Posts Tagged ‘facebook’

Are the ads on social networks even remotely effective? That is the question often pondered on by social network users. We see them every day when we use Facebook, but how many of us take notice of them? Let alone click on them?

As you are reading this.. Without switching to your Facebook tab, try to recall an ad you might have seen.

It is no surprise that you’re having some difficulty. Social network ads are small and non-invasive compared to the regular animated flash banners we see on most sites. They are placed out of the usual reading pattern of users and consist mostly of a small thumbnail and text.

Unless you’re on Ren Ren, the Facebook of China’s youth, who have flash banners in close proximity to the social content. You’re unlikely to be paying attention to the advertisement’s message.

I know its shocking but companies have sworn that social media advertising actually works! Despite the recent GM Facebook ad campaign failure, big brands like Ford and Coke have found value in Facebook advertising and intend to expand its use of the advertising platform. Others like Joseph Perla think that Facebook ads are no different from a ponzi scheme. He and some others raised a compelling argument that the fat advertising returns posted by Facebook is not sustainable mainly due to the fact that the influx of advertisers it is experiencing is only going to be momentary. When advertisers both big and small have experienced Facebook and discovered that their ROI is abysmal, Facebook’s main revenue source will dry up and they would soon be killed by the next social network.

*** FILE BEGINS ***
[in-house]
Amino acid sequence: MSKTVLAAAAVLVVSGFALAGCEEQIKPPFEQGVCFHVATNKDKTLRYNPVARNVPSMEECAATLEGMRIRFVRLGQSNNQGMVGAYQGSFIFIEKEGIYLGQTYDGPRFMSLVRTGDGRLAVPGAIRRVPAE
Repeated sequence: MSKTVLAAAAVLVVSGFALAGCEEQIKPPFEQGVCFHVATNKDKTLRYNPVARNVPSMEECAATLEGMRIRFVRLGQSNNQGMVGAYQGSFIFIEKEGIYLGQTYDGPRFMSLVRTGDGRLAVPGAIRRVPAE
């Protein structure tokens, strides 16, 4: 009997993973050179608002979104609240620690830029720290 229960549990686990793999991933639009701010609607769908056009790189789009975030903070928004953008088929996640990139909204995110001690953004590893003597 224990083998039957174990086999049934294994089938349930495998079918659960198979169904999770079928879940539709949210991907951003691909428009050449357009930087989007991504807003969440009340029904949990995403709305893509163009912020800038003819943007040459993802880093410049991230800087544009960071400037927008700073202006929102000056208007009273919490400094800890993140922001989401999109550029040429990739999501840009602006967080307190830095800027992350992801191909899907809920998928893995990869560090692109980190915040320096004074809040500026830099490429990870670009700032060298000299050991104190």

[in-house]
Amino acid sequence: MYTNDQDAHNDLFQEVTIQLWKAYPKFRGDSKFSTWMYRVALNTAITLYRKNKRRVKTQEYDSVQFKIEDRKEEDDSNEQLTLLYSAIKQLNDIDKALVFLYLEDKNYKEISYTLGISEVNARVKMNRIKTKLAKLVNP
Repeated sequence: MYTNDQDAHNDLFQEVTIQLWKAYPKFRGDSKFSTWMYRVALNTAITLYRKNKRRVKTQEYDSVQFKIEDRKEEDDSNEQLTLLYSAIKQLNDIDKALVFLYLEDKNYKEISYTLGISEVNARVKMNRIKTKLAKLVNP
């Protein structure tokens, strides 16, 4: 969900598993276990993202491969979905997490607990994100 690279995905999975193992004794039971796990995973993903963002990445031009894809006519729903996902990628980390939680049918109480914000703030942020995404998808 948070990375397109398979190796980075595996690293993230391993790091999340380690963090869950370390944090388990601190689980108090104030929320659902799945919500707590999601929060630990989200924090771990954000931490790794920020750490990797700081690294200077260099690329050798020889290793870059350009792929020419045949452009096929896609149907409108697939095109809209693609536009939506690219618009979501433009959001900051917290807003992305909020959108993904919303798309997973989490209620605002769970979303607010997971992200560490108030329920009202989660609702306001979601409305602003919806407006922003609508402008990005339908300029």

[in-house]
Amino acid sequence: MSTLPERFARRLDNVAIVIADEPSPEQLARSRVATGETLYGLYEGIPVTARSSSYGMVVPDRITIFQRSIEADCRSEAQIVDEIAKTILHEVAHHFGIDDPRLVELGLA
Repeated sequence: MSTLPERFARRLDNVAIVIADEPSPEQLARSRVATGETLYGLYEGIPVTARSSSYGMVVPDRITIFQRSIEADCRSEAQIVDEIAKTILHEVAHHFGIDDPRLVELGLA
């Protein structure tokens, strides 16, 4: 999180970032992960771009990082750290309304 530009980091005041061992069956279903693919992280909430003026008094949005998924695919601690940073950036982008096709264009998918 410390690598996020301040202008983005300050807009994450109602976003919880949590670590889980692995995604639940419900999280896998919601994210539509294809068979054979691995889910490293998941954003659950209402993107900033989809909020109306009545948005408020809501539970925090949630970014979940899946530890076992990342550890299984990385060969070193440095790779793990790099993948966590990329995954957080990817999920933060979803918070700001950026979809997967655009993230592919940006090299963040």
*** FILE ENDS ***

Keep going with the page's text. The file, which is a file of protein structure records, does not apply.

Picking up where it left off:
So who’s right and who’s wrong? Are brands like Ford and Coke enjoying a temporary success on Facebook? In my opinion, it depends on what your campaign objectives are. If you are looking to sell a laptop on Facebook, then you’ll probably get more sales going door to door. Facebook ads seldom work well if sales is your KPI and especially if your product costs more than a box of cereal. Apps, games and easily redeemed vouchers on the other hand seem to do better due to its relevance to social networking. The ads would work well if you are looking to raise the number of fans on your Facebook page, raising awareness or simply driving traffic. Here are a couple of tips for you to make the best out of social network ads.

  1. Social networks allow for ads to be targeted but ads have to be relevant.
  2. Ads have a tight character limit, so make your call to action compelling, clear and concise.
  3. Experiment and rotate creatives and copies to get the best click-through rate.
  4.  Have a strong value proposition to encourage users to click
  5. Due to its obscure location, ads should try to be as disruptive as possible. Copies like “EXCLUSIVE TO FB USERS” or “50% OFF”.

Click here to see examples of effective social network ads.

Though there is a huge controversy as to the effectiveness of social network ads, I (like many others) have personally had successful campaigns on Facebook. In my opinion, the results are really subjective and would depend heavily on your campaign’s KPI and creatives.

What do you think? Share your experiences with me! Leave a comment!